The most widely used community violence questionnaires are those developed by Richters, Martinez, and Valla (1990), Things I Have Seen and Heard (designed for first and second graders), and Richters and Martinez (1993), Survey of Children’s Exposure to Violence (SCEV; designed for older children). The My Exposure to Violence (My ETV) questionnaire (Selner-O’Hagan et al., 1998) is a fairly new instrument that has been developed with careful attention to reliability and validity. For very young children, the Violence Exposure Scale for Children (VEX) (Fox and Leavitt, 1995) has translated the questions typical of this class of questionnaires into cartoon-like drawings. For information on these and other community violence questionnaires, see table 1.
Child maltreatment questionnaires focus on the types of victimization that are investigated and treated by CPS agencies. These include physical abuse, sexual abuse, and neglect, although not all scales cover all three forms of maltreatment. Assaults by caregivers are usually the focus of these questionnaires, but sexual assaults by noncaregivers may be included because these are also sometimes investigated by institutions investigating child maltreatment.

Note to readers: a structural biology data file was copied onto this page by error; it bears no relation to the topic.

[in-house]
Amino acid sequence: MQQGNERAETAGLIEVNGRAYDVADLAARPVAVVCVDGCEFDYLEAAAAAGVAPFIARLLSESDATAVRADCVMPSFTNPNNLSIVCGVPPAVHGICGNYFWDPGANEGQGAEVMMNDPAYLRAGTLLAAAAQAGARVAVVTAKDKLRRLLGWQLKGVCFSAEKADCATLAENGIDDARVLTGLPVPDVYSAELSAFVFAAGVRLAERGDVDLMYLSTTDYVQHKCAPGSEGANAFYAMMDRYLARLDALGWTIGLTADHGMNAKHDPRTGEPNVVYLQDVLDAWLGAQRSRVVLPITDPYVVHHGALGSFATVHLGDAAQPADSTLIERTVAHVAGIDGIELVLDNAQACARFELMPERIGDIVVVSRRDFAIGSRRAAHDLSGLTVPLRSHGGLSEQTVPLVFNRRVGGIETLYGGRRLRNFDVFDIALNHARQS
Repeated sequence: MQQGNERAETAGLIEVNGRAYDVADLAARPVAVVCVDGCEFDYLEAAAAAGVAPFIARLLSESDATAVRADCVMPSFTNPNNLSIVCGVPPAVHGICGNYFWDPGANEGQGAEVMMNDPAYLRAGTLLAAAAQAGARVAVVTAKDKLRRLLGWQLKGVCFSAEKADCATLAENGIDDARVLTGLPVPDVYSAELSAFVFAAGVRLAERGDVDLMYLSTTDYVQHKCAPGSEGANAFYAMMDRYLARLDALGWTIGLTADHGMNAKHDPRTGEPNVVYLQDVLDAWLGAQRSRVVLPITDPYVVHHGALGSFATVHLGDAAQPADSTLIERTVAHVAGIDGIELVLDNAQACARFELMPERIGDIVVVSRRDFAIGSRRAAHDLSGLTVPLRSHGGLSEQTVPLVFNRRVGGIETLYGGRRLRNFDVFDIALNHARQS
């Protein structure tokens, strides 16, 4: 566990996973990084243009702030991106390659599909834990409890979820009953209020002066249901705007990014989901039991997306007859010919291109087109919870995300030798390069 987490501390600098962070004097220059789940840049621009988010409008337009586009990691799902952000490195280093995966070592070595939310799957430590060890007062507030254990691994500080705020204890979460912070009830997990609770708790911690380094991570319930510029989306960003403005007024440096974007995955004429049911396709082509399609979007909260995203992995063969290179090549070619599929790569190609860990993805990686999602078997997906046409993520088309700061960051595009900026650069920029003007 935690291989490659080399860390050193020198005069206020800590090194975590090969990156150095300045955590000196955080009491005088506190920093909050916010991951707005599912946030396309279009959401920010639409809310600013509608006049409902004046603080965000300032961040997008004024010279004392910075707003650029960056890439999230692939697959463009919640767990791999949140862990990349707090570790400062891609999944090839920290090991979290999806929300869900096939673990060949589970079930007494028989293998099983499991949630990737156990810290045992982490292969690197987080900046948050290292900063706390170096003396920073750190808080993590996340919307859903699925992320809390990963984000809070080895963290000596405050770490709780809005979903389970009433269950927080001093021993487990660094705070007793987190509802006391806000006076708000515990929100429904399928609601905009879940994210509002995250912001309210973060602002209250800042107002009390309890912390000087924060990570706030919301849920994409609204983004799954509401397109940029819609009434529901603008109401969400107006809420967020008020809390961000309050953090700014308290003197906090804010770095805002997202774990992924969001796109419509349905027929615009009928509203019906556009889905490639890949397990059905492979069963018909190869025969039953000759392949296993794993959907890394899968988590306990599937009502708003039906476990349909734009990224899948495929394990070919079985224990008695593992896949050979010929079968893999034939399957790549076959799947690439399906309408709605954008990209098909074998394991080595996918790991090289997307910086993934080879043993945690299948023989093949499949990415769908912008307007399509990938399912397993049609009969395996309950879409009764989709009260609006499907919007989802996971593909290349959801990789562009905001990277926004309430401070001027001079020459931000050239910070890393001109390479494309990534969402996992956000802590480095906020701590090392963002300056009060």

Initially, there was some skepticism about whether caregivers would report their own use of violence against their children, but a number of national studies (e.g., Straus and Gelles, 1990; Straus et al., 1998) have established that caregiver self-reports produce higher estimates of child maltreatment than official data from CPS agencies, physicians, or police. There is some evidence, in fact, that parents will report more incidents of parent-to-child violence than children will (e.g., Grych, 1998; Jouriles and Norwood, 1995; Kruttschnitt and Dornfeld, 1992). As with community exposure measures, the reliability and validity of many child maltreatment scales are well-established. The primary problem with most child maltreatment scales is one of interpretation. Because spanking and other forms of physical discipline are legal, it can be difficult to determine which questions clearly indicate physical maltreatment. Neglect, which often is characterized by a pattern rather than by a single episode of inattention, has also proven to be hard to identify through self-reports. Sexual abuse is generally easier to identify because virtually any sexual contact between an adult and a child is considered abusive, but even that can be harder to distinguish with older adolescents who may be engaging in what they consider to be consensual acts.